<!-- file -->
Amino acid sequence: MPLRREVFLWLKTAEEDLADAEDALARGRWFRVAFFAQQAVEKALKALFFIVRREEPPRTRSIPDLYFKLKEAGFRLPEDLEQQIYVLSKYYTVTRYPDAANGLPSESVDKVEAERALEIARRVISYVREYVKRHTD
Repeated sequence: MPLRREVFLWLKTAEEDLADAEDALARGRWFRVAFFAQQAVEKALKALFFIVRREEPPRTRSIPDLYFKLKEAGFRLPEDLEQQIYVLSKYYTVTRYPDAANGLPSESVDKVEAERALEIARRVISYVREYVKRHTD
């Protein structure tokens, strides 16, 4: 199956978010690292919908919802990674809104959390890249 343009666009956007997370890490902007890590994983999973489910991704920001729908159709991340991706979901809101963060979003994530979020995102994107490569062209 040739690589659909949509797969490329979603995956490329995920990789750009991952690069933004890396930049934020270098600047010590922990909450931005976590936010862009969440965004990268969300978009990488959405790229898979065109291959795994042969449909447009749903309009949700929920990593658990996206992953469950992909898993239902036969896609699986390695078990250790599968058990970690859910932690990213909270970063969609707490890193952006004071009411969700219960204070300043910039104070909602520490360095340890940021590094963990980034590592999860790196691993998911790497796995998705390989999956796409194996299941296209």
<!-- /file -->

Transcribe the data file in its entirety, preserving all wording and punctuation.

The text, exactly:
Amino acid sequence: MPLRREVFLWLKTAEEDLADAEDALARGRWFRVAFFAQQAVEKALKALFFIVRREEPPRTRSIPDLYFKLKEAGFRLPEDLEQQIYVLSKYYTVTRYPDAANGLPSESVDKVEAERALEIARRVISYVREYVKRHTD
Repeated sequence: MPLRREVFLWLKTAEEDLADAEDALARGRWFRVAFFAQQAVEKALKALFFIVRREEPPRTRSIPDLYFKLKEAGFRLPEDLEQQIYVLSKYYTVTRYPDAANGLPSESVDKVEAERALEIARRVISYVREYVKRHTD
């Protein structure tokens, strides 16, 4: 199956978010690292919908919802990674809104959390890249 343009666009956007997370890490902007890590994983999973489910991704920001729908159709991340991706979901809101963060979003994530979020995102994107490569062209 040739690589659909949509797969490329979603995956490329995920990789750009991952690069933004890396930049934020270098600047010590922990909450931005976590936010862009969440965004990268969300978009990488959405790229898979065109291959795994042969449909447009749903309009949700929920990593658990996206992953469950992909898993239902036969896609699986390695078990250790599968058990970690859910932690990213909270970063969609707490890193952006004071009411969700219960204070300043910039104070909602520490360095340890940021590094963990980034590592999860790196691993998911790497796995998705390989999956796409194996299941296209």